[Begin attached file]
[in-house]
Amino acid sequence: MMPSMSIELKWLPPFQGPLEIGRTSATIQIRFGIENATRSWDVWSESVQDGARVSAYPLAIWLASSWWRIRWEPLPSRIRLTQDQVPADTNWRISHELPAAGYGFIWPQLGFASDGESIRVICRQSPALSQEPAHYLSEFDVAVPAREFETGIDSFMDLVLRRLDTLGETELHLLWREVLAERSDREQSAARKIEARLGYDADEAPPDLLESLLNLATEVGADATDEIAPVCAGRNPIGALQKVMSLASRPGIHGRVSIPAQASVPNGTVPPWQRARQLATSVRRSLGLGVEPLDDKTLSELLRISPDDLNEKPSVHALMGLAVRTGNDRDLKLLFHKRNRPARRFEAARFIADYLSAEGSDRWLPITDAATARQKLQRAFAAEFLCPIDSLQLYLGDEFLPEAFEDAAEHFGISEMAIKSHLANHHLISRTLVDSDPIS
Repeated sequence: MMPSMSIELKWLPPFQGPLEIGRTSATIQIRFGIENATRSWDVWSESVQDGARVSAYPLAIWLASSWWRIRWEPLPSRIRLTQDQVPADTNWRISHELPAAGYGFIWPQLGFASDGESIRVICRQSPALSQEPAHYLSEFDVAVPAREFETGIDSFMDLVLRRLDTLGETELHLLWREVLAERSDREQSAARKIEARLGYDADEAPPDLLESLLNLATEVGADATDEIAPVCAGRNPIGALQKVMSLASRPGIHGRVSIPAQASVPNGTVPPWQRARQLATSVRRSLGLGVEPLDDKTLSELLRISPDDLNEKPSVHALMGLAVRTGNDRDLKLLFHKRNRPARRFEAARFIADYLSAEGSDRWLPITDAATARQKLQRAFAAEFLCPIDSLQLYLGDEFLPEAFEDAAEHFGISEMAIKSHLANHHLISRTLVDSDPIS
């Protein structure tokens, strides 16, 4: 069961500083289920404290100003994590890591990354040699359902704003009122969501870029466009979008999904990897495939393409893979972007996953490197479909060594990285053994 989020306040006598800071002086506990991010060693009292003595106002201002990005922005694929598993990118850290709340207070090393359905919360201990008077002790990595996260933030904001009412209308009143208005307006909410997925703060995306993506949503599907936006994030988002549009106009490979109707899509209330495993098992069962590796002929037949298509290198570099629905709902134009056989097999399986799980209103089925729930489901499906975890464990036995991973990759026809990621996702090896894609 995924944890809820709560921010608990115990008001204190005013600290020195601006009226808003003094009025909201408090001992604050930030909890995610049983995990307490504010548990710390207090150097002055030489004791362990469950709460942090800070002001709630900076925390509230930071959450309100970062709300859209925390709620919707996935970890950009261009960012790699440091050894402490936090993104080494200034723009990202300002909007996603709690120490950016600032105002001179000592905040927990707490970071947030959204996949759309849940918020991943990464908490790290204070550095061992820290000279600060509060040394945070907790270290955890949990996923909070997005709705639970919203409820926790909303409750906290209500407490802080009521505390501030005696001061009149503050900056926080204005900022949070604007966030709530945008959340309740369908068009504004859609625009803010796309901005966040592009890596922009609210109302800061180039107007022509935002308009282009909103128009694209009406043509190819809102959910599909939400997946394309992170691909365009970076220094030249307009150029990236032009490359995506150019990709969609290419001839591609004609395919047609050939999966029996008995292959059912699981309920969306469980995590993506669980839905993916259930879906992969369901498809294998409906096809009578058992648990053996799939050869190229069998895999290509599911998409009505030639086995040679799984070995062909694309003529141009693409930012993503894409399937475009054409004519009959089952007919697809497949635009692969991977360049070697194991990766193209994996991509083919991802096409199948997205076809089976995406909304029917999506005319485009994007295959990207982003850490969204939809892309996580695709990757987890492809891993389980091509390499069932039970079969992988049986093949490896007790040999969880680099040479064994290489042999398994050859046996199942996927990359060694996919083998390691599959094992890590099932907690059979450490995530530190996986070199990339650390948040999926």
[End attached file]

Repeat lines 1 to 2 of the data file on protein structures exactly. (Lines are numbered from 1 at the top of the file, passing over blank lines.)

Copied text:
[in-house]
Amino acid sequence: MMPSMSIELKWLPPFQGPLEIGRTSATIQIRFGIENATRSWDVWSESVQDGARVSAYPLAIWLASSWWRIRWEPLPSRIRLTQDQVPADTNWRISHELPAAGYGFIWPQLGFASDGESIRVICRQSPALSQEPAHYLSEFDVAVPAREFETGIDSFMDLVLRRLDTLGETELHLLWREVLAERSDREQSAARKIEARLGYDADEAPPDLLESLLNLATEVGADATDEIAPVCAGRNPIGALQKVMSLASRPGIHGRVSIPAQASVPNGTVPPWQRARQLATSVRRSLGLGVEPLDDKTLSELLRISPDDLNEKPSVHALMGLAVRTGNDRDLKLLFHKRNRPARRFEAARFIADYLSAEGSDRWLPITDAATARQKLQRAFAAEFLCPIDSLQLYLGDEFLPEAFEDAAEHFGISEMAIKSHLANHHLISRTLVDSDPIS